Team Canada has officially announced their roster for the upcoming World Juniors. 25 players will don the red and white Maple Leaf as they look to take home Gold for the 19 th time. Here is a breakdown of the team that will take the ice in Edmonton and Red Deer on Boxing Day.

The Forward Group:

The big news out of Team Canada’s camp was 16-year-old Connor Bedard being named to the team. The pride of North Vancouver will be only the 7th 16-year-old to play for Canada at this tournament.

Although it is unknown what type of role he will play on this team, he is sure to wow fans with his skill and speed.

As for the rest of Team Canada’s forward, they are packed with NHL drafted talent. First rounders like Dylan Guenther, Jake Neighbors, Kent Johnson, Mason McTavish, Xavier Bourgault, Ridley Greig and Cole Perfetti are all expected to play significant roles for this team throughout the tournament. The team also features some later round drafted talent from the WHL in Justin Sourdif and Logan Stankoven who are sure to step up when their country needs them. Overall, this is one of the deepest forward groups in the tournament. The forwards are high skill, fast and can put the puck in the net. Big things are expected from this group and don’t be surprised if a few are near the top of the scoring list by tournaments end.

The Defensive Core:

The big questions going into this tournament is how this defense group will hold up. They only have no right shot defenceman after leaving Brandt Clarke at home and will have players playing their opposite side for the first time in their careers. This could cause for some turnovers at the blueline on the right-hand side as players may not be used to collecting passes on their off side.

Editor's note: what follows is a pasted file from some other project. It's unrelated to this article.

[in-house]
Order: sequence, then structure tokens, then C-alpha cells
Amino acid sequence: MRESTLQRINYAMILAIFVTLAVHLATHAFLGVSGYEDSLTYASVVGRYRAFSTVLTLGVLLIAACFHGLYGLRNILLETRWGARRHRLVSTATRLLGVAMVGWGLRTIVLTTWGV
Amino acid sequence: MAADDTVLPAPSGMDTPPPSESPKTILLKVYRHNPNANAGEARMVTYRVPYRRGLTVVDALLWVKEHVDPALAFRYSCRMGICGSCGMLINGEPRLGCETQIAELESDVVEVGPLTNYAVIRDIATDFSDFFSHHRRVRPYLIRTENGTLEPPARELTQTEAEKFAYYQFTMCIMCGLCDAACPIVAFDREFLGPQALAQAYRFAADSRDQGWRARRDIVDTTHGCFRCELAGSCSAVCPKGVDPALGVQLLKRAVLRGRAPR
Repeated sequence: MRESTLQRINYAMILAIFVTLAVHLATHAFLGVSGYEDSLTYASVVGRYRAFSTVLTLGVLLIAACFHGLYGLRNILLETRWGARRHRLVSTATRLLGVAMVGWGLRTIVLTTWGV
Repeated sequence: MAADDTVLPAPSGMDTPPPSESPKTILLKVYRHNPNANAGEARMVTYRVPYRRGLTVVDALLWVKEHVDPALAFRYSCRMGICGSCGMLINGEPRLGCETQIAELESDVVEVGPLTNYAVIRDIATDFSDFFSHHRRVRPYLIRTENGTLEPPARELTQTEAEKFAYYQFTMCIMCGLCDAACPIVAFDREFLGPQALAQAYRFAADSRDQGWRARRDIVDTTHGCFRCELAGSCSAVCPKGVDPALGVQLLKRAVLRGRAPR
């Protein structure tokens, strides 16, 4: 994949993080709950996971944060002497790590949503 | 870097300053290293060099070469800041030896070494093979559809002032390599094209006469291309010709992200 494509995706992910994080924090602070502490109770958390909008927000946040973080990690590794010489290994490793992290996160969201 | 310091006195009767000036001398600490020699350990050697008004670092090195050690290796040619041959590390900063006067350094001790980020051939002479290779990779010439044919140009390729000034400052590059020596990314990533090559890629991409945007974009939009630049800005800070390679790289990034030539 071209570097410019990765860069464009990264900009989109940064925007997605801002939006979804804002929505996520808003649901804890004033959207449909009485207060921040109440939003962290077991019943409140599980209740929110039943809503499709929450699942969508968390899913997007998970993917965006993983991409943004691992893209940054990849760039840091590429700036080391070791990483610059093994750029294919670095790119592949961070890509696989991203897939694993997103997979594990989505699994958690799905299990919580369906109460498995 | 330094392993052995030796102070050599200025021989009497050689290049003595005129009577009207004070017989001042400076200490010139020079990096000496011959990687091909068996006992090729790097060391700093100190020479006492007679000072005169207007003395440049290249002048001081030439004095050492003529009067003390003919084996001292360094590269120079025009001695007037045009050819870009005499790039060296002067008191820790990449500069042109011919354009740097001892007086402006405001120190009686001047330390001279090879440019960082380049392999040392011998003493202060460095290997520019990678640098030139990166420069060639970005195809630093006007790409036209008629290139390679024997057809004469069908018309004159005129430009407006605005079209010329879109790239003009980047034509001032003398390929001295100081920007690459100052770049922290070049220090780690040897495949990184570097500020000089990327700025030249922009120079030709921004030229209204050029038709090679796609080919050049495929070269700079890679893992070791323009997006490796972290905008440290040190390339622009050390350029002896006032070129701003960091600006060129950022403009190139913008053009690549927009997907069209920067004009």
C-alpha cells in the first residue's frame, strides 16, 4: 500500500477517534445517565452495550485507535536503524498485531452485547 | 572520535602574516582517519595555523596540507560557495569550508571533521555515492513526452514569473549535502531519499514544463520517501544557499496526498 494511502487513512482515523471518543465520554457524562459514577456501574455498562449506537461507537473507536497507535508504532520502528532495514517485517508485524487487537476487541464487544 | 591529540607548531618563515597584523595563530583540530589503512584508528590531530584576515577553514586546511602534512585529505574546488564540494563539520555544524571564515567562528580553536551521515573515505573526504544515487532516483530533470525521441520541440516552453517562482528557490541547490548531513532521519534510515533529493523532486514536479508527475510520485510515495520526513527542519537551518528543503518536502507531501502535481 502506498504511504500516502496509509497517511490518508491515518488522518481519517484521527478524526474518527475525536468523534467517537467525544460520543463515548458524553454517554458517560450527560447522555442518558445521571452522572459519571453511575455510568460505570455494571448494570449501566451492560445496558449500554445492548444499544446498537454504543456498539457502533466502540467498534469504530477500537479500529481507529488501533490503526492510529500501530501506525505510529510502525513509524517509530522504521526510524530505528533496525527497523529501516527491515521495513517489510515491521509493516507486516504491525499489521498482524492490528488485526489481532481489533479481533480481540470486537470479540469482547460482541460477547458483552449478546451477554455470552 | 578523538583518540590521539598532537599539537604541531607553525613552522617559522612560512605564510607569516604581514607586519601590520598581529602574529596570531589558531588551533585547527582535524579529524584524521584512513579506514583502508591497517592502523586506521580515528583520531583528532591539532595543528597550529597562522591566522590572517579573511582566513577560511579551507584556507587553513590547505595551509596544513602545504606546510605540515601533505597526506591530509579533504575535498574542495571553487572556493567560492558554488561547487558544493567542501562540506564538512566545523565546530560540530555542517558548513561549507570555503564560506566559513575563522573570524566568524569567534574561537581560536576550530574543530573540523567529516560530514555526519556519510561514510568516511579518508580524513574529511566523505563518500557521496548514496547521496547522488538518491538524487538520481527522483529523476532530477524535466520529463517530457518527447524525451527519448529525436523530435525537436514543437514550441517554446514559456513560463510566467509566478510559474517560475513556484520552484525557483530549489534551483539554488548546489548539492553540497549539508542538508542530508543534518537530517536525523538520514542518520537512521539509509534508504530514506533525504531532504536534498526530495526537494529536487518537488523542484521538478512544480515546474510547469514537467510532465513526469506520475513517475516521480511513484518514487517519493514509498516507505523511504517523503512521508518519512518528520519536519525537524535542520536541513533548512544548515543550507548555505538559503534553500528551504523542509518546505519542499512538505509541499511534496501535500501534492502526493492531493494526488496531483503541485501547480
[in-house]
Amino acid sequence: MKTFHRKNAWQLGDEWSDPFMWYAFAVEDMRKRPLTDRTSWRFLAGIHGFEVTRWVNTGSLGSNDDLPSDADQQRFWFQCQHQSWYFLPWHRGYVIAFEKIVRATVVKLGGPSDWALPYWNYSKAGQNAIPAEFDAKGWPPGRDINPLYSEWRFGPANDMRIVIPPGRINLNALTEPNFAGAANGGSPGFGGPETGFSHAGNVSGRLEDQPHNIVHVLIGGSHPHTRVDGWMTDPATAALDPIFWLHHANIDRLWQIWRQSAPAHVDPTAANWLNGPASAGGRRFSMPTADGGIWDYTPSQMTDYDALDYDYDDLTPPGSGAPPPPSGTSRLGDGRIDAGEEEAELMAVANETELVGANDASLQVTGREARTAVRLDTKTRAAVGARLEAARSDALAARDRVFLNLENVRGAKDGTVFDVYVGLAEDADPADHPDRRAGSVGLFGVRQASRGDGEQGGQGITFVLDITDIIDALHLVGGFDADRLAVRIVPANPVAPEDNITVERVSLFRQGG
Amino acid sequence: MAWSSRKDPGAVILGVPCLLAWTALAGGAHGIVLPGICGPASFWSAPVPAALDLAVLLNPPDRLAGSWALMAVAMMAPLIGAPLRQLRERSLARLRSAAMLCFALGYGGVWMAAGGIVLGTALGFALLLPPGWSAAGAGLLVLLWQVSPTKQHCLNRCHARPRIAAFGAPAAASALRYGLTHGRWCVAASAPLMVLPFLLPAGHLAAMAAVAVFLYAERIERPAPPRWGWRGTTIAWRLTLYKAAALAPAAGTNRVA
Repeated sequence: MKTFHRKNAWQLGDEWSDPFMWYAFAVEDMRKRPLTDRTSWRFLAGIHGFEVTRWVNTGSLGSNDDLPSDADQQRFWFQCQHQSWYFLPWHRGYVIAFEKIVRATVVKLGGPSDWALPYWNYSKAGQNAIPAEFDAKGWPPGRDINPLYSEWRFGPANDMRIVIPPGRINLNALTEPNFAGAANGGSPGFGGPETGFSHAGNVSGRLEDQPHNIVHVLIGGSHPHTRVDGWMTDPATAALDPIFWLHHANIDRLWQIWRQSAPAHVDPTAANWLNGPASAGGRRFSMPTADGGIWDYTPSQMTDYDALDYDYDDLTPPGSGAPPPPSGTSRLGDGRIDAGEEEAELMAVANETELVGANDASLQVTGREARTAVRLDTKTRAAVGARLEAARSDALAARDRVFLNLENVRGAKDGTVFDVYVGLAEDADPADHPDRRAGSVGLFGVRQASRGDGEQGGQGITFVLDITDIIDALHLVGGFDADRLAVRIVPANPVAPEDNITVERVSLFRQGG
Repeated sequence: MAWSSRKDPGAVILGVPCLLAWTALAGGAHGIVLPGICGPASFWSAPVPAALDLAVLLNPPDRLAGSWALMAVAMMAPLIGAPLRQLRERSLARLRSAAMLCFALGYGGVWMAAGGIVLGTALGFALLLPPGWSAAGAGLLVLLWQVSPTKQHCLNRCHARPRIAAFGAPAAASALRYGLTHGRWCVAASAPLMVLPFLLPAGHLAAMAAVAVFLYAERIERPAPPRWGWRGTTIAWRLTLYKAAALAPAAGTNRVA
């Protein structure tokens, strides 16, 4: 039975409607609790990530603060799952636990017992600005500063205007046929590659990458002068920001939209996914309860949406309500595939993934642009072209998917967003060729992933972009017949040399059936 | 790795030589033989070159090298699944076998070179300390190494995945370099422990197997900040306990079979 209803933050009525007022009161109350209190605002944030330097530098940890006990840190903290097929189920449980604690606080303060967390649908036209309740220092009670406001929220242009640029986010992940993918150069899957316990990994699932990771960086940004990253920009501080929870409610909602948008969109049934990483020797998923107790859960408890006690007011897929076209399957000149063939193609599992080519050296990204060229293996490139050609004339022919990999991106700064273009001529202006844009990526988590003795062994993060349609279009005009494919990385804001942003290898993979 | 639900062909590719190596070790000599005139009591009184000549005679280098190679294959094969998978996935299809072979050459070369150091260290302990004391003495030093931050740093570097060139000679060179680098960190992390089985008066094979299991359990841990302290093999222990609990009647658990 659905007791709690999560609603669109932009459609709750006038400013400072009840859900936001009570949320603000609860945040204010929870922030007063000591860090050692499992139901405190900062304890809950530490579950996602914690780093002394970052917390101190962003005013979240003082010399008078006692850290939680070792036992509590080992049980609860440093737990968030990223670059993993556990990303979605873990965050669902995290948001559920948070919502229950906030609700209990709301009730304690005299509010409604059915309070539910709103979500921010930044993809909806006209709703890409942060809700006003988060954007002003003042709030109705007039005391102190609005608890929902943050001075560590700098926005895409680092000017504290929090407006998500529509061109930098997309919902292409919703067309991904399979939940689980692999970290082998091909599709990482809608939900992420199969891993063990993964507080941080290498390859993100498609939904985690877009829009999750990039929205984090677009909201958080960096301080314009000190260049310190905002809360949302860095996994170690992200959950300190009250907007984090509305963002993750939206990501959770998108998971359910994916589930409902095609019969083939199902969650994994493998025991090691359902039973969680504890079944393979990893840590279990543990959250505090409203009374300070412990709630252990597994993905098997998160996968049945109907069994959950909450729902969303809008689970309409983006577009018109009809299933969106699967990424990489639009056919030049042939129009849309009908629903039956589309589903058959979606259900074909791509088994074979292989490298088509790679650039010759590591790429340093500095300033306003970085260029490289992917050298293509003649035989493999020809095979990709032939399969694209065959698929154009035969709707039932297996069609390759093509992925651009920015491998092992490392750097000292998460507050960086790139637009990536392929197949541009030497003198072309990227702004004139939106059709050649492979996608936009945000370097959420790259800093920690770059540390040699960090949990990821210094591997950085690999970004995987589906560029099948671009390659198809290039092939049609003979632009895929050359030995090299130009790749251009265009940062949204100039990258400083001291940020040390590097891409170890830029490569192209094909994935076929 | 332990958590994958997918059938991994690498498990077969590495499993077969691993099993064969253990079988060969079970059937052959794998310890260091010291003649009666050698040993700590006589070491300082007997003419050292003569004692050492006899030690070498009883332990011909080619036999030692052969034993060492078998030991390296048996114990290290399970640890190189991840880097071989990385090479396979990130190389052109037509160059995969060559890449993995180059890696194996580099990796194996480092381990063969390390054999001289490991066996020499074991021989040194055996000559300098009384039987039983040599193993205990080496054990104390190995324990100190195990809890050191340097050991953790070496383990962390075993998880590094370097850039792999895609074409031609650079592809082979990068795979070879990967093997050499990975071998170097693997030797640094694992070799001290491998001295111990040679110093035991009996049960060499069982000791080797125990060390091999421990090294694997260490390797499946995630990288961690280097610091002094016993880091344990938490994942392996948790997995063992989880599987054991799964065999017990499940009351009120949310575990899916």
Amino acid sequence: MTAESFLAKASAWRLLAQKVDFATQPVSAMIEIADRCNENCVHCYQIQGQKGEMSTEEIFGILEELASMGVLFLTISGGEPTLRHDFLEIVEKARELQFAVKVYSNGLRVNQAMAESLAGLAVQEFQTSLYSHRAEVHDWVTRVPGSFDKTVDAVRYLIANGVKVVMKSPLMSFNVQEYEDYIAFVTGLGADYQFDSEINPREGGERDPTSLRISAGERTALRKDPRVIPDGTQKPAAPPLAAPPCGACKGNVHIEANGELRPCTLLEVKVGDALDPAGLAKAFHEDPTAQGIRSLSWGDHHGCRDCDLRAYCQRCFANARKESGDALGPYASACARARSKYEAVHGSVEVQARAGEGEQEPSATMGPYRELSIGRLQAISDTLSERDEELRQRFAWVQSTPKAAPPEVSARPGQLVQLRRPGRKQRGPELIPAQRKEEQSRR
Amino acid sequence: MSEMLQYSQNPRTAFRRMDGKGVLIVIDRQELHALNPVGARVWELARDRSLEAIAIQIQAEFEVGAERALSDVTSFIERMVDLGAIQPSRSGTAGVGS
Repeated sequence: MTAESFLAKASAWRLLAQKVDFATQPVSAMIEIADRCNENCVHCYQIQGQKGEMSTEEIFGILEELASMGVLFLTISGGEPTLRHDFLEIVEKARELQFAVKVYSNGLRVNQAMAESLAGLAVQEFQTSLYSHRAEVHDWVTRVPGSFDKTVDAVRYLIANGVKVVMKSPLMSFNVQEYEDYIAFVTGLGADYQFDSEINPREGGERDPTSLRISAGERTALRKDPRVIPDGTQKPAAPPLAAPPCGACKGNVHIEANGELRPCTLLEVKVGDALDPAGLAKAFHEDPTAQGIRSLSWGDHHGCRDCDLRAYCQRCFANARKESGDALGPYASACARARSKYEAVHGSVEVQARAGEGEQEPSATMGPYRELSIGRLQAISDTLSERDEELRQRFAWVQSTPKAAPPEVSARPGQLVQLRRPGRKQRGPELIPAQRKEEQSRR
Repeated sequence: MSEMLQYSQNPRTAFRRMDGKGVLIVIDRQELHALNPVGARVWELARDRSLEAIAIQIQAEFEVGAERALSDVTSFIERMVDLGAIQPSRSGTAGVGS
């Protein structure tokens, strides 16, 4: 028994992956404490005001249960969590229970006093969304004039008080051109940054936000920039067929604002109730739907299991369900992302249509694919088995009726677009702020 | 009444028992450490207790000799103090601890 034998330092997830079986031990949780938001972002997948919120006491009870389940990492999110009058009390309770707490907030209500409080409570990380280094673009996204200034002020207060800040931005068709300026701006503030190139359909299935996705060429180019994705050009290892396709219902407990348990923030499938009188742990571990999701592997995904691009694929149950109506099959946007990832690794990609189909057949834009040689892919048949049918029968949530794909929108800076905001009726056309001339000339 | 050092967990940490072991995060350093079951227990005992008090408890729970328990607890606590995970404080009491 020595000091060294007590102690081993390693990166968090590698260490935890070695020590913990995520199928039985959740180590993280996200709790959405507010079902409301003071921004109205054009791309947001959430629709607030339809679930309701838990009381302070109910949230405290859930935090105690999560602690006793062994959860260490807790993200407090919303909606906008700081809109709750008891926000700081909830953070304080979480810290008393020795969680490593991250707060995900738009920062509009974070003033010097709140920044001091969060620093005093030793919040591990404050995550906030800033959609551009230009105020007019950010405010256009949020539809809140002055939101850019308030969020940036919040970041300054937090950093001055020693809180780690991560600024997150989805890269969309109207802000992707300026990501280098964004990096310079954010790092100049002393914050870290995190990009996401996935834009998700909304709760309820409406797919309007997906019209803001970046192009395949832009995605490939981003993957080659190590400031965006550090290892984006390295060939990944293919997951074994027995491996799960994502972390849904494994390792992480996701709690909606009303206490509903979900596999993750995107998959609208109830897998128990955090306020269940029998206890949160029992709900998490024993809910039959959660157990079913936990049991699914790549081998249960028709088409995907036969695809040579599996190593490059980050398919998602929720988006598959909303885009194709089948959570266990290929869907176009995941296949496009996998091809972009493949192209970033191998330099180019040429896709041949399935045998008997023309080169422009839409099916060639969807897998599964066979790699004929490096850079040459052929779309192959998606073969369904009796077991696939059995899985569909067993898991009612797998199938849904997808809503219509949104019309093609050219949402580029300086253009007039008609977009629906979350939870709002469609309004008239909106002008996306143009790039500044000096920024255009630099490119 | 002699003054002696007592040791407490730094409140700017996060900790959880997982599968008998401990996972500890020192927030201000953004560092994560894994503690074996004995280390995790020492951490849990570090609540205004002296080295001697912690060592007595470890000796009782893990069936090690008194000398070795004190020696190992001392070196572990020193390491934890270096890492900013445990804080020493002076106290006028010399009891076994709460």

The good news is this is a tough group to play against. Players like Owen Power and Kaiden Guhle are expected to play pivotal roles for this team and should be a force on the blueline. As for WHL content, Carson Lambos should have a strong tournament while Olen Zellweger and Ronan Seely will hope their early season play will translate to the international game. Overall, this is a solid group that should be able to help out in the offensive zone throughout the tournament.

The Goaltending:

The big debate is which WHL goaltender is going to start in goal for Canada. Will it be Kamloops’s Dylan Garand who returns after last years bronze medal, or will it be the Edmonton Oil Kings Sebastian Cossa who was a first-round pick last season. Canada is also bringing Brett Brochu of the London Knights, but all eyes will be on the WHL as these two goalies battle it out in the crease.

Based on their play in the WHL, this choice is going to be extremely hard. Both have 15 wins this season but Garand does have a slight advantage when it comes to goals against average and save percentage.

Cossa does have an advantage in saves and games played but what may put Garand over the top is that the coaching staff has seen him play live more than Cossa. Either way, Canada looks solid in net which will be important as the tournament moves into the playoff rounds.

Team Canada Has a Difficult Path to Gold

Canada looks to have a strong team, but is it enough to win gold? They will need to go through either Russia, the USA or Sweden throughout the playoff rounds and will need their entire team to step up game after game. The excitement gets going Boxing Day versus the Czech Republic as Canada looks for their first gold on home ice since 2015.